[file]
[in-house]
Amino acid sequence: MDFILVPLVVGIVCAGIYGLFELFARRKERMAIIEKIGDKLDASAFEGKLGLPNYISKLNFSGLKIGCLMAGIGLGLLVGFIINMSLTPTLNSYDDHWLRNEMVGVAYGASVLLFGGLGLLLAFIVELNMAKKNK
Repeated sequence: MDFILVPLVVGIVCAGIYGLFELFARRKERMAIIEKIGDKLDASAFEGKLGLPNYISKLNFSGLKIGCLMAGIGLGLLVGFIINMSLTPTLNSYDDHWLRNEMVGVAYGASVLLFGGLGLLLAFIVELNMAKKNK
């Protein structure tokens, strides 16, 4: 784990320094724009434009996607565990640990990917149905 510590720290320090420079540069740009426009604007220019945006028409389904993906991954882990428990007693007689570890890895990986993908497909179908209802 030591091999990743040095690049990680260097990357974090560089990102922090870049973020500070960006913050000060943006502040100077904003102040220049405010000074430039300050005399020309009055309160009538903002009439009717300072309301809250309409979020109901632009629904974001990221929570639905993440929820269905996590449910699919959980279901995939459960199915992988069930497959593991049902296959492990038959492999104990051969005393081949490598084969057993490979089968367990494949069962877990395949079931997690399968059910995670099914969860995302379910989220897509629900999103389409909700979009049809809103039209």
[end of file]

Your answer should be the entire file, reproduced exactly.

[in-house]
Amino acid sequence: MDFILVPLVVGIVCAGIYGLFELFARRKERMAIIEKIGDKLDASAFEGKLGLPNYISKLNFSGLKIGCLMAGIGLGLLVGFIINMSLTPTLNSYDDHWLRNEMVGVAYGASVLLFGGLGLLLAFIVELNMAKKNK
Repeated sequence: MDFILVPLVVGIVCAGIYGLFELFARRKERMAIIEKIGDKLDASAFEGKLGLPNYISKLNFSGLKIGCLMAGIGLGLLVGFIINMSLTPTLNSYDDHWLRNEMVGVAYGASVLLFGGLGLLLAFIVELNMAKKNK
């Protein structure tokens, strides 16, 4: 784990320094724009434009996607565990640990990917149905 510590720290320090420079540069740009426009604007220019945006028409389904993906991954882990428990007693007689570890890895990986993908497909179908209802 030591091999990743040095690049990680260097990357974090560089990102922090870049973020500070960006913050000060943006502040100077904003102040220049405010000074430039300050005399020309009055309160009538903002009439009717300072309301809250309409979020109901632009629904974001990221929570639905993440929820269905996590449910699919959980279901995939459960199915992988069930497959593991049902296959492990038959492999104990051969005393081949490598084969057993490979089968367990494949069962877990395949079931997690399968059910995670099914969860995302379910989220897509629900999103389409909700979009049809809103039209």